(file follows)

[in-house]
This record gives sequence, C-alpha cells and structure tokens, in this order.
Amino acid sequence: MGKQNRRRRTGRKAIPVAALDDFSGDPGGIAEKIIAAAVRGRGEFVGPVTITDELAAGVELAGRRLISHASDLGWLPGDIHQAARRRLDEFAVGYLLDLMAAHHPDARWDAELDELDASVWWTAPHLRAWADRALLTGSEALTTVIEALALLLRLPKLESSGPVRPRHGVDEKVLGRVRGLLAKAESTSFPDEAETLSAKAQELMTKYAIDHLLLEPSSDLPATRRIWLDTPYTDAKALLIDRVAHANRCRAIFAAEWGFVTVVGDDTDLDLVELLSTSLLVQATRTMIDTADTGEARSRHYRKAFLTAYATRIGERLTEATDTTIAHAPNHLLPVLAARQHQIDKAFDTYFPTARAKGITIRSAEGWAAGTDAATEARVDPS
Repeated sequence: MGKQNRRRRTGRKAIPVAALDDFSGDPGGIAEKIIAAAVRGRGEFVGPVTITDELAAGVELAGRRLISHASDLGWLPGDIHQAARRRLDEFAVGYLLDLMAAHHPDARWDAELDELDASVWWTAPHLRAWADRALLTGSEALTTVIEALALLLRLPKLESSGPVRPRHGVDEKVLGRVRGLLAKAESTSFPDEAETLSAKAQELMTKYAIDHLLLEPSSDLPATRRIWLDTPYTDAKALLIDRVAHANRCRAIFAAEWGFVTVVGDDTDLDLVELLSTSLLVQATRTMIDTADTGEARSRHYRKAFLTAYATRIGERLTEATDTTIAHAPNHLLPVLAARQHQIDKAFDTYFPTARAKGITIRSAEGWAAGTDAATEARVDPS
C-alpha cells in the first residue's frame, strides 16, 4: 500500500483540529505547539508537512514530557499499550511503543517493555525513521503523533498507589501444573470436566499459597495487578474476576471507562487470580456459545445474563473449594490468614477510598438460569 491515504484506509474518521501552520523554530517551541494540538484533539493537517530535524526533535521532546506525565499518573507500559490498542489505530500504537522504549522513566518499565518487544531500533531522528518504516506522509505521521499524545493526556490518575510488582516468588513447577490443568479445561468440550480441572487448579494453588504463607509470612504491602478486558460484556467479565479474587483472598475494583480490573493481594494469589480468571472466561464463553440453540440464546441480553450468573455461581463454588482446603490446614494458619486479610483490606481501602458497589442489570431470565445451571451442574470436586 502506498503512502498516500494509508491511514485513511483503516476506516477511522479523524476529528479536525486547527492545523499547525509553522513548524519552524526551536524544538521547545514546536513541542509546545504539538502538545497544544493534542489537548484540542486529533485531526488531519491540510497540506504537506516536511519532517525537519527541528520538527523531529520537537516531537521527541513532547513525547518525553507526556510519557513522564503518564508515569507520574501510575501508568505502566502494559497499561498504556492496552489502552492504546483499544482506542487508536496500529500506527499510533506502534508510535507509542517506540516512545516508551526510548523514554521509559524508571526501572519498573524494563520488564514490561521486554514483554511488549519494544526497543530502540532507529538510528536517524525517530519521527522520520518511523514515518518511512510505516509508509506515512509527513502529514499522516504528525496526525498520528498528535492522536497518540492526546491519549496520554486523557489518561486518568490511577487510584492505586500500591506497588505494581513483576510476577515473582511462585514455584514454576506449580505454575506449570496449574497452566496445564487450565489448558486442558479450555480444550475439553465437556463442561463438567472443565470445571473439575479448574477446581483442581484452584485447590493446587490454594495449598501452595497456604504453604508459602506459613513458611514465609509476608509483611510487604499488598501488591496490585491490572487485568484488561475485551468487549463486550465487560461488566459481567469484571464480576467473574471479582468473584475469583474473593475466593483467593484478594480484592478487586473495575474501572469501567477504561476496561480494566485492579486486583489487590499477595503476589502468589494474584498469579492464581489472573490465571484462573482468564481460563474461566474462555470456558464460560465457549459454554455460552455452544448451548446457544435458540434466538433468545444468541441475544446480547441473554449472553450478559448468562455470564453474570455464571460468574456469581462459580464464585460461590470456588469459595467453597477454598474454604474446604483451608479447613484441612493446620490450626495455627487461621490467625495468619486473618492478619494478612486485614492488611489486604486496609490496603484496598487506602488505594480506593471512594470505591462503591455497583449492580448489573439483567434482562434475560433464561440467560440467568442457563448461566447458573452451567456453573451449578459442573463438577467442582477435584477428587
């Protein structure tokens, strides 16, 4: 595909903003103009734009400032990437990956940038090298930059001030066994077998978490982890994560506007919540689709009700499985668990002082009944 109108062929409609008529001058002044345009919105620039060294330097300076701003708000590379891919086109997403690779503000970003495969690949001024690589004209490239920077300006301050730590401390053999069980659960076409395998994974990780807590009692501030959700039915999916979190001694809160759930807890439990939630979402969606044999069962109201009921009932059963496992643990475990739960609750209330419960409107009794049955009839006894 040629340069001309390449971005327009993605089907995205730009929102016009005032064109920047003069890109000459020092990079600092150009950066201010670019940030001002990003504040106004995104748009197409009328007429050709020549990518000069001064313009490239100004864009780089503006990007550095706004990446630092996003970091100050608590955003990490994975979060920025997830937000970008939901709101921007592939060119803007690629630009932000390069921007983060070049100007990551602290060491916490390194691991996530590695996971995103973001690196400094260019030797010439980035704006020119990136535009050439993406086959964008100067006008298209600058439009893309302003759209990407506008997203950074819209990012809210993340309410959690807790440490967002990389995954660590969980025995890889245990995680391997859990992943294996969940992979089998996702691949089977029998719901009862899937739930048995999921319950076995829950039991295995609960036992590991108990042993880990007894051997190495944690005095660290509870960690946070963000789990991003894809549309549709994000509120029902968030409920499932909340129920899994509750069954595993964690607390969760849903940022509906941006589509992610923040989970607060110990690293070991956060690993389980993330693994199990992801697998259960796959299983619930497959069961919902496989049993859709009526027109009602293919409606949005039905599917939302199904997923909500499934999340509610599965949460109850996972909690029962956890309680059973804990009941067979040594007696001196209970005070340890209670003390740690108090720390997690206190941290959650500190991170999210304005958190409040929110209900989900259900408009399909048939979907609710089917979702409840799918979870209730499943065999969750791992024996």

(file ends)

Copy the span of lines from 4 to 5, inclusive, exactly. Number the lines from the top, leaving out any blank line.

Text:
Repeated sequence: MGKQNRRRRTGRKAIPVAALDDFSGDPGGIAEKIIAAAVRGRGEFVGPVTITDELAAGVELAGRRLISHASDLGWLPGDIHQAARRRLDEFAVGYLLDLMAAHHPDARWDAELDELDASVWWTAPHLRAWADRALLTGSEALTTVIEALALLLRLPKLESSGPVRPRHGVDEKVLGRVRGLLAKAESTSFPDEAETLSAKAQELMTKYAIDHLLLEPSSDLPATRRIWLDTPYTDAKALLIDRVAHANRCRAIFAAEWGFVTVVGDDTDLDLVELLSTSLLVQATRTMIDTADTGEARSRHYRKAFLTAYATRIGERLTEATDTTIAHAPNHLLPVLAARQHQIDKAFDTYFPTARAKGITIRSAEGWAAGTDAATEARVDPS
C-alpha cells in the first residue's frame, strides 16, 4: 500500500483540529505547539508537512514530557499499550511503543517493555525513521503523533498507589501444573470436566499459597495487578474476576471507562487470580456459545445474563473449594490468614477510598438460569 491515504484506509474518521501552520523554530517551541494540538484533539493537517530535524526533535521532546506525565499518573507500559490498542489505530500504537522504549522513566518499565518487544531500533531522528518504516506522509505521521499524545493526556490518575510488582516468588513447577490443568479445561468440550480441572487448579494453588504463607509470612504491602478486558460484556467479565479474587483472598475494583480490573493481594494469589480468571472466561464463553440453540440464546441480553450468573455461581463454588482446603490446614494458619486479610483490606481501602458497589442489570431470565445451571451442574470436586 502506498503512502498516500494509508491511514485513511483503516476506516477511522479523524476529528479536525486547527492545523499547525509553522513548524519552524526551536524544538521547545514546536513541542509546545504539538502538545497544544493534542489537548484540542486529533485531526488531519491540510497540506504537506516536511519532517525537519527541528520538527523531529520537537516531537521527541513532547513525547518525553507526556510519557513522564503518564508515569507520574501510575501508568505502566502494559497499561498504556492496552489502552492504546483499544482506542487508536496500529500506527499510533506502534508510535507509542517506540516512545516508551526510548523514554521509559524508571526501572519498573524494563520488564514490561521486554514483554511488549519494544526497543530502540532507529538510528536517524525517530519521527522520520518511523514515518518511512510505516509508509506515512509527513502529514499522516504528525496526525498520528498528535492522536497518540492526546491519549496520554486523557489518561486518568490511577487510584492505586500500591506497588505494581513483576510476577515473582511462585514455584514454576506449580505454575506449570496449574497452566496445564487450565489448558486442558479450555480444550475439553465437556463442561463438567472443565470445571473439575479448574477446581483442581484452584485447590493446587490454594495449598501452595497456604504453604508459602506459613513458611514465609509476608509483611510487604499488598501488591496490585491490572487485568484488561475485551468487549463486550465487560461488566459481567469484571464480576467473574471479582468473584475469583474473593475466593483467593484478594480484592478487586473495575474501572469501567477504561476496561480494566485492579486486583489487590499477595503476589502468589494474584498469579492464581489472573490465571484462573482468564481460563474461566474462555470456558464460560465457549459454554455460552455452544448451548446457544435458540434466538433468545444468541441475544446480547441473554449472553450478559448468562455470564453474570455464571460468574456469581462459580464464585460461590470456588469459595467453597477454598474454604474446604483451608479447613484441612493446620490450626495455627487461621490467625495468619486473618492478619494478612486485614492488611489486604486496609490496603484496598487506602488505594480506593471512594470505591462503591455497583449492580448489573439483567434482562434475560433464561440467560440467568442457563448461566447458573452451567456453573451449578459442573463438577467442582477435584477428587